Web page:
It is unsurprising that Putin addressed his adversity towards the “perverted” West in his speech for Unity Day2022. 1612 is known as the ‘Time of Troubles’ and Russian nationalist history portrays it as a period whenWestern powers took advantage of the country’s disunity to rob it of its sovereignty. It was only once the Russian people united around the nation that the ‘Other’ was defeated and the ‘Troubles’ ended. Clearly, Unity Day and the historical narrative it imposes are a great fit for the anti-West nationalist sentiment that Putin promotes; to this day, the West is the evil ‘Other’ that Russians must unite to fight against just like they did 400 years ago. In this light, Putin’s statement that “we will defend our Fatherland the way our heroic ancestors did” acquires major importance. The implication here is that the brave and anti-West blood spilt in the 1612 battle over Moscow is the same blood that runs through the veins of Russians today. Putin thus establishes a continuing, direct line from today’s Russian people to their forefathers, who took it upon themselves to defend the nation from Western powers. This association is particularly powerful in shaping identity.

Every year the Kremlin invests numerous resources to promote the holiday, organizing events that celebrate Russia’s strength and unity. Flowers are always laid at Minin and Pozharsky’s monument on the Red Square by religious leaders and Putin himself. Celebratory events such as concerts take place all over Russia. In schools, special lessons on the events of 1612 are taught. This year in Stavropol a banner with the slogan “We are united and in this is our strength” hung over students, who diligently wrote letters to Russian soldiers in Ukraine. Even Russian diasporic communities living abroad are actively encouraged to observe the holiday by the ‘Russian Orthodox Church Abroad’. National holidays do not pass unobserved: on Unity Day Russians are exposed to practices and discourses that glorify the Russian nation and encourage cohesion and sacrifice in its name. The holiday is thus a significant force in shaping Russian national identity and in establishing the nation as a priority.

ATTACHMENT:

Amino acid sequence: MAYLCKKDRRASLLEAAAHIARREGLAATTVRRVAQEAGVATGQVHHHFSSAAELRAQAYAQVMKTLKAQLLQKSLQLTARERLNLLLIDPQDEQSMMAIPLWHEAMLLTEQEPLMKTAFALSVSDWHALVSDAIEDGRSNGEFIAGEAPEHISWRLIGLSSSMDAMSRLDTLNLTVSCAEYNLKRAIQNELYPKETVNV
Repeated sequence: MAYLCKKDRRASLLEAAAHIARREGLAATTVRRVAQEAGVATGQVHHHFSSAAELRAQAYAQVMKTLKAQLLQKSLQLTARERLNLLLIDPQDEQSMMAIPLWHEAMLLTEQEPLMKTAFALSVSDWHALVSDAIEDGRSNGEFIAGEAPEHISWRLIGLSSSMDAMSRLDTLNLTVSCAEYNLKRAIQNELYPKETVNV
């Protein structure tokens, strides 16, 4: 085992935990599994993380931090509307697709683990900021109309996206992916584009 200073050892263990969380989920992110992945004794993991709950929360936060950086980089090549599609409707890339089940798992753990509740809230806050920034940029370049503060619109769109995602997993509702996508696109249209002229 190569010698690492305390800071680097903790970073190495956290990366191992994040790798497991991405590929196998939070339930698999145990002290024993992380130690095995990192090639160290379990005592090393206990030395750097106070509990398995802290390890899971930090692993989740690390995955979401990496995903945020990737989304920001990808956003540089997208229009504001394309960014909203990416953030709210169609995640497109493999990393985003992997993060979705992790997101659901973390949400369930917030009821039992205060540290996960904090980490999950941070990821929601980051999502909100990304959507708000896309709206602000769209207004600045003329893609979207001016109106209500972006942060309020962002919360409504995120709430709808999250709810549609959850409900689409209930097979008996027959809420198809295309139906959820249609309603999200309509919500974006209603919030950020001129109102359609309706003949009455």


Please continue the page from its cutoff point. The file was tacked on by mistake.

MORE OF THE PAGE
Putin himself stated that history and culture are the basis of national identity; crucially, national holidays involve performative acts that bring that shared history and culture to life. Unity Day celebrates a glorified, nationalized version of the events of 1612. Little does it matter that upon closer observation Russians were not all that united, as the numerous scuffles betweenPozharsky’s militia and Prince Tubetskoi’s army of Cossacks prove, and that the Time of Troubles did not end with the expulsion of Polish-Lithuanian forces from Moscow. In truth, it does not matter at all: historical accuracy is not what Putin is striving for. His goal is instead that of shaping national identity to encourage unity against the Western ‘Other’ and safeguard the Fatherland. For this reason, ethnic and religious identities must come second and must not interfere with expressions of national identity. The rituals, discourses and practices involved in the celebration of national holidays are a powerful tool to deploy history in the shaping of identity, which is why Putin is so invested in Unity Day’s celebrations and meanings.

Featured Imagery: National Unity Day 2012 on Wikimedia Commons.


Leave a Reply

Fill in your details below or click an icon to log in: Logo

You are commenting using your account. Log Out /  Change )

Facebook photo

You are commenting using your Facebook account. Log Out /  Change )

Connecting to %s